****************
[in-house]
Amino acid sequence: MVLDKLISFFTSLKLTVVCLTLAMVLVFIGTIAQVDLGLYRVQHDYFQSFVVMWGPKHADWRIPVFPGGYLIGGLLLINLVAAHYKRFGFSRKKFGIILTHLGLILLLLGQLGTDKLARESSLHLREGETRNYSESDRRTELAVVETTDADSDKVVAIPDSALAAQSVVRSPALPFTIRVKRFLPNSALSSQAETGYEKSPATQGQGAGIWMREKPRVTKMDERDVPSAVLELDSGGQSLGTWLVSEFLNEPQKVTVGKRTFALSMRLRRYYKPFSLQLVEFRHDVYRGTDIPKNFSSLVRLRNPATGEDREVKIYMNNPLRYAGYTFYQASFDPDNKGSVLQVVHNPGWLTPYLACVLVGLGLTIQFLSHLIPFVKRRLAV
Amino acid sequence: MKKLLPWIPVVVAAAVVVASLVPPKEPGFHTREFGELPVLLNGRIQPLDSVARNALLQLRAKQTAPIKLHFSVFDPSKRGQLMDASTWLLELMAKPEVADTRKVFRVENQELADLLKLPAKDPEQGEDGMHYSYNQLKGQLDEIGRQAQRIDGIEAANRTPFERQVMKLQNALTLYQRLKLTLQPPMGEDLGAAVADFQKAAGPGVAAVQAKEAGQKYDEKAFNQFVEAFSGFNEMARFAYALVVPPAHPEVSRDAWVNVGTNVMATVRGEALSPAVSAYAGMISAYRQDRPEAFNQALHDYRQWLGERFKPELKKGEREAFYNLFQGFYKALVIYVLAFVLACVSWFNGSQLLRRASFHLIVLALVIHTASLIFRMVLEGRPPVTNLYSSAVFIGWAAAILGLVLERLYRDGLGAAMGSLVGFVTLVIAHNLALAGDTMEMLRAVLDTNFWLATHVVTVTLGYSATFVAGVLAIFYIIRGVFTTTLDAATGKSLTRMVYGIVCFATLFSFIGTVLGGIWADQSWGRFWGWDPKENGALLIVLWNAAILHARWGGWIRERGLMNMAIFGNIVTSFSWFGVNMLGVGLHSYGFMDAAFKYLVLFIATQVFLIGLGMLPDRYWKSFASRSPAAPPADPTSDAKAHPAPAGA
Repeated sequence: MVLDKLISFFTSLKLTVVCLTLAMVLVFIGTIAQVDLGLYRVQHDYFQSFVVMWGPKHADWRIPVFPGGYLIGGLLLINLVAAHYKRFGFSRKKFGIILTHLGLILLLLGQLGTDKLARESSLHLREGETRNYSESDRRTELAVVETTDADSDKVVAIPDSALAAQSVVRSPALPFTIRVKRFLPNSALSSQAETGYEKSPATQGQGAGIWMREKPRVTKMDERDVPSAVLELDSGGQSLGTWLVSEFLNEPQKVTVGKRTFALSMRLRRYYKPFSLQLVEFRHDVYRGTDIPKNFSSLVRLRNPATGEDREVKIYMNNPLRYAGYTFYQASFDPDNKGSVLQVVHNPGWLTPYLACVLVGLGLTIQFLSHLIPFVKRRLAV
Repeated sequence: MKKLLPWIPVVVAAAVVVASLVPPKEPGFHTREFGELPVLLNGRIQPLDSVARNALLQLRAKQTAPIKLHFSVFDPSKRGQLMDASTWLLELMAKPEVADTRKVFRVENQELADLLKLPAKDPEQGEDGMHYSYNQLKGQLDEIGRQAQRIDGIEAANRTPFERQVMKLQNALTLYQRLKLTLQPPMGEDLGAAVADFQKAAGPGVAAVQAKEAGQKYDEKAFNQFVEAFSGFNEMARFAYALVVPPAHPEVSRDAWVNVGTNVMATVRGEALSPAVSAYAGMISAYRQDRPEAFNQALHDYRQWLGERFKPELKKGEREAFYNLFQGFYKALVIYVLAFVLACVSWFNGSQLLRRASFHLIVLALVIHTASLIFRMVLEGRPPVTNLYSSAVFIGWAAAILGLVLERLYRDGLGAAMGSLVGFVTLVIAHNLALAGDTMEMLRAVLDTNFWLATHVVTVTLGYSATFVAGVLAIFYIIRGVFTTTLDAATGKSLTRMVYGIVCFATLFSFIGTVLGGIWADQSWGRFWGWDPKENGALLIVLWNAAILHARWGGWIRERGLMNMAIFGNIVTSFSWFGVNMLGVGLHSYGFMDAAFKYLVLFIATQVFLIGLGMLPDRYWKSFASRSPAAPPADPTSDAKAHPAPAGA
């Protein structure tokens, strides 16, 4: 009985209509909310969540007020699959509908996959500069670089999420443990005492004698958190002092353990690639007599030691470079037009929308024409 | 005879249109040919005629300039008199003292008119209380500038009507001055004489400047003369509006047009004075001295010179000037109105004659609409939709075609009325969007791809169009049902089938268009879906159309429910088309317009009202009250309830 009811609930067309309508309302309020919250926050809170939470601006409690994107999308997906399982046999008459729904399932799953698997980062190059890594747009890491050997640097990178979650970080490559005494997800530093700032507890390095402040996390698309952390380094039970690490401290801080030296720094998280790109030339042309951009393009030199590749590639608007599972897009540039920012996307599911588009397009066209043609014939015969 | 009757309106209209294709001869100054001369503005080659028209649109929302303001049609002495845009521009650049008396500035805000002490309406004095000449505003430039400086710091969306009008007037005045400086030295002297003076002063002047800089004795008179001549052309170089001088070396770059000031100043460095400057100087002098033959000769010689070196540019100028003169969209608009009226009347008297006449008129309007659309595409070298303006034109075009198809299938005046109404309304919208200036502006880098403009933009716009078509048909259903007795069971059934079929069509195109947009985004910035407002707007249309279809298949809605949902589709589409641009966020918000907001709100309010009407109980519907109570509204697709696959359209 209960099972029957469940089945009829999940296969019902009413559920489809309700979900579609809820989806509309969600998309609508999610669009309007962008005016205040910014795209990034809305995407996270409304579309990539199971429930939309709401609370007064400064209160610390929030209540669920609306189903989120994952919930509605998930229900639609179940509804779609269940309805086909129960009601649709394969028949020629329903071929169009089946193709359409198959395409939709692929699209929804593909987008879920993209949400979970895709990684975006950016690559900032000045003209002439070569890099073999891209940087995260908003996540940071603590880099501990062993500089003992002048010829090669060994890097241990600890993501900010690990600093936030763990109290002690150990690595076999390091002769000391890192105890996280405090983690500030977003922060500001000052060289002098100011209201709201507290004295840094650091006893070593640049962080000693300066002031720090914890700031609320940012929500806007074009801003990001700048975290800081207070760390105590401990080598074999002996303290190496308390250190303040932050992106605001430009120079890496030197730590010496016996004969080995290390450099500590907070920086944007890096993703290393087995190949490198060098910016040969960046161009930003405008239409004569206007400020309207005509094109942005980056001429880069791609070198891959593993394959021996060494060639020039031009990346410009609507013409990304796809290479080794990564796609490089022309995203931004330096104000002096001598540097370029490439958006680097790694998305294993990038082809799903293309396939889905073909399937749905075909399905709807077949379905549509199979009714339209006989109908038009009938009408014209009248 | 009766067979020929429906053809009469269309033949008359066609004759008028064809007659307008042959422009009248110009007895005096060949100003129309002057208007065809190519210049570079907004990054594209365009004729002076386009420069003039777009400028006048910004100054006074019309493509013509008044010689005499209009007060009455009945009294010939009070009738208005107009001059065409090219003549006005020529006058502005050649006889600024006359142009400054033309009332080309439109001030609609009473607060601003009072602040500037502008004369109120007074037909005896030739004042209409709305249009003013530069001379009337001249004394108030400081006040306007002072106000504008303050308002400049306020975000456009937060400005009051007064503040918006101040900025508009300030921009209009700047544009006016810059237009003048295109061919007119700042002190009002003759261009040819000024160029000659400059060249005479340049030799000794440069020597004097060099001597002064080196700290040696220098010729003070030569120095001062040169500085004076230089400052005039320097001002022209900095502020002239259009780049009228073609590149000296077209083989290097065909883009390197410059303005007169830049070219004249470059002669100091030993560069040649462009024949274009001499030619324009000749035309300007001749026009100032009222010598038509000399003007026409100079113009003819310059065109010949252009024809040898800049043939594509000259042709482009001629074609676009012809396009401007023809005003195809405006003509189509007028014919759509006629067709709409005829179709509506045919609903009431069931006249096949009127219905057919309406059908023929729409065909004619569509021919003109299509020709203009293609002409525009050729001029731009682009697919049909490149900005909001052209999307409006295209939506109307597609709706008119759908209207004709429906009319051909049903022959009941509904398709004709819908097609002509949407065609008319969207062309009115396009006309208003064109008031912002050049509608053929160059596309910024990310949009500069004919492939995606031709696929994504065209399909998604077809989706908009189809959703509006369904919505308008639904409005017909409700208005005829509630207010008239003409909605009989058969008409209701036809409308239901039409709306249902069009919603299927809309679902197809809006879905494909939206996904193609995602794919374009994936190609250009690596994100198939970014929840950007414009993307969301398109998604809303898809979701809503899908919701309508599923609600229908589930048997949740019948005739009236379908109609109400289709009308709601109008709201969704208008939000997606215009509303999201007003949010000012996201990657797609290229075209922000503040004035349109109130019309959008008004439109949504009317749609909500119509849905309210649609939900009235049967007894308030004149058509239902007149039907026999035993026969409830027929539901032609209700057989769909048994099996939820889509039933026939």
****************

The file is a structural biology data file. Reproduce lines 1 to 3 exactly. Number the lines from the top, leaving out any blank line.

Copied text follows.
[in-house]
Amino acid sequence: MVLDKLISFFTSLKLTVVCLTLAMVLVFIGTIAQVDLGLYRVQHDYFQSFVVMWGPKHADWRIPVFPGGYLIGGLLLINLVAAHYKRFGFSRKKFGIILTHLGLILLLLGQLGTDKLARESSLHLREGETRNYSESDRRTELAVVETTDADSDKVVAIPDSALAAQSVVRSPALPFTIRVKRFLPNSALSSQAETGYEKSPATQGQGAGIWMREKPRVTKMDERDVPSAVLELDSGGQSLGTWLVSEFLNEPQKVTVGKRTFALSMRLRRYYKPFSLQLVEFRHDVYRGTDIPKNFSSLVRLRNPATGEDREVKIYMNNPLRYAGYTFYQASFDPDNKGSVLQVVHNPGWLTPYLACVLVGLGLTIQFLSHLIPFVKRRLAV
Amino acid sequence: MKKLLPWIPVVVAAAVVVASLVPPKEPGFHTREFGELPVLLNGRIQPLDSVARNALLQLRAKQTAPIKLHFSVFDPSKRGQLMDASTWLLELMAKPEVADTRKVFRVENQELADLLKLPAKDPEQGEDGMHYSYNQLKGQLDEIGRQAQRIDGIEAANRTPFERQVMKLQNALTLYQRLKLTLQPPMGEDLGAAVADFQKAAGPGVAAVQAKEAGQKYDEKAFNQFVEAFSGFNEMARFAYALVVPPAHPEVSRDAWVNVGTNVMATVRGEALSPAVSAYAGMISAYRQDRPEAFNQALHDYRQWLGERFKPELKKGEREAFYNLFQGFYKALVIYVLAFVLACVSWFNGSQLLRRASFHLIVLALVIHTASLIFRMVLEGRPPVTNLYSSAVFIGWAAAILGLVLERLYRDGLGAAMGSLVGFVTLVIAHNLALAGDTMEMLRAVLDTNFWLATHVVTVTLGYSATFVAGVLAIFYIIRGVFTTTLDAATGKSLTRMVYGIVCFATLFSFIGTVLGGIWADQSWGRFWGWDPKENGALLIVLWNAAILHARWGGWIRERGLMNMAIFGNIVTSFSWFGVNMLGVGLHSYGFMDAAFKYLVLFIATQVFLIGLGMLPDRYWKSFASRSPAAPPADPTSDAKAHPAPAGA